Seeing the Unseen

The Challenge of Portraying What We Can’t See, What We Didn’t See, What We Don’t Want to See

The first thing that usually comes to mind when a person thinks of graphic novels and comics is the visual element, often in the form of drawings. Visualizing something as complex as the history of the atomic bomb, however—from its scientific mechanics to its devastating history—can prove to be difficult. Jonathan Fetter-Vorm, the creator of Trinity: A Graphic History of the First Atomic Bomb, is a graphic novelist whose subjects are the bomb and its history. Fetter-Vorm illuminated the difficulties behind portraying this topic in his lecture, “How to Draw the Invisible,” held on November 11th and part of the Technology and Society Lecture Series, sponsored by the Technology, Culture and Society Department at the NYU School of Engineering.

After reading a brief excerpt from his book, Fetter-Vorm addressed three fundamental issues unique to creating a historic work based on a deadly scientific process that very few people have witnessed.

The first issue—“How do I draw something I can’t see?”—addresses the fact that people who actually witness an atomic explosion usually don’t survive it and that many of its processes are invisible to us. While photo reference exists of the explosions themselves that Fetter-Vorm was able to utilize, he also drew on analogies to explain the scientific designs behind atomic energy. “I wanted to portray how difficult the science was without being too scientific,” said Fetter-Vorm. In one example, he had illustrated intricate lines of falling dominoes in order to assist in visualizing the chain reaction needed for an atomic explosion to occur.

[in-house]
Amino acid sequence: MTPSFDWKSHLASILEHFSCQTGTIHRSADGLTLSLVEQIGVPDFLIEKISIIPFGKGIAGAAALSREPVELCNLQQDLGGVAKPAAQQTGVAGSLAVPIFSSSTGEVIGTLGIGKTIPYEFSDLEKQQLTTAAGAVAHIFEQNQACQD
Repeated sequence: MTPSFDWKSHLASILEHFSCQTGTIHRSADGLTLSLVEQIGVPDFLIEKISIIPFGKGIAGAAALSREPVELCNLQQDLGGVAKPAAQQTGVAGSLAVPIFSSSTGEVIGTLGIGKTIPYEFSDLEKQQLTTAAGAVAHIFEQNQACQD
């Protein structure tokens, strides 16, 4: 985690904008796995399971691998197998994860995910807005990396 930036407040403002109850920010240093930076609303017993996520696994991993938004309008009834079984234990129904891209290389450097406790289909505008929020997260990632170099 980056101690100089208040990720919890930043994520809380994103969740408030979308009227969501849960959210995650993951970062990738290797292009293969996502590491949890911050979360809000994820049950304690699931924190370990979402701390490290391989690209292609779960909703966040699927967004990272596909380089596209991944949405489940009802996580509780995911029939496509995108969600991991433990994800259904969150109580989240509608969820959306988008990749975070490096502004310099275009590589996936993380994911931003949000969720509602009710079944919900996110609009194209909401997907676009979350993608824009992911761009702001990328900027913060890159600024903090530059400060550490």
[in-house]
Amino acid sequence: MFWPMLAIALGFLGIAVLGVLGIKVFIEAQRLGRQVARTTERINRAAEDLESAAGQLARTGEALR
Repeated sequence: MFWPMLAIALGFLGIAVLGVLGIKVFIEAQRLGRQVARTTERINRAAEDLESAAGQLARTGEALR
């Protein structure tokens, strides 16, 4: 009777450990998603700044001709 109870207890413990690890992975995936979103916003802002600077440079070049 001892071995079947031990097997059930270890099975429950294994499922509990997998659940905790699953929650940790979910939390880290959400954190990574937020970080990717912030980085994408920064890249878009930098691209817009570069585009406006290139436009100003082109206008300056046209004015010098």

“How do I draw something I didn’t see?” is the second issue, referring to the historical elements of the story that Fetter-Vorm was unable to witness himself. To explain his approach, he described the use of negative space. An example of negative space is the famous “Rubin’s vase”—an optical illusion in which the positive space (the vase itself) also has a “hidden” image in its negative space (two people facing each other). What this idea implies is that the surrounding space around an object can assist in describing the object itself. This principle can be applied to storytelling when an author is writing about a historical figure. J. Robert Oppenheimer, a theoretical physicist who was central to the infamous Manhattan Project, apparently did not keep a memoir while employed there. Fetter-Vorm, however, was able to use the “negative space” in Oppenheimer’s life to get a bigger sense of the picture by researching the histories of the people around him and studying contemporary schematics, maps, films, and photos.

The final issue is “How do I draw something I don’t want to see?” This is arguably the most difficult as it deals with the real human cost of the atomic bomb. The author turned to Japanese post-war photographer Shomei Tomatsu, who, as part of a series, took photographs of everyday objects that were caught in the bomb blasts of Hiroshima and Nagasaki and, as a result, were twisted beyond recognition. As described by Fetter-Vorm, it’s a way of “not looking at the damage done to people that would otherwise be too traumatic.” He further demonstrated this point by showing an example from his book where a house is dramatically blown from its foundation while being caught in a blast; the imagery succeeds in portraying a visceral effect without gore.

An audience member asked Fetter-Vorm how he dealt with the overall mood of the country at the time in his piece. The artist responded that at the first part of the book, he wanted to reflect the excitement for the sciences, “a great microcosm of exuberance.” He also ironically noted that most scientists who worked on the atomic bomb were unaware of what their research was being applied to.

Trinity is Fetter-Vorm’s first graphic novel, which was selected as the Best Graphic Novel for Teens in 2013 by the American Library Association. He is currently pursuing his MFA in creative non-fiction at Columbia University. The artist is currently working on a second graphic novel, Battle Lines: A Graphic History of the Civil War, to be published in 2015. Learn more about the Technology and Society Lecture series at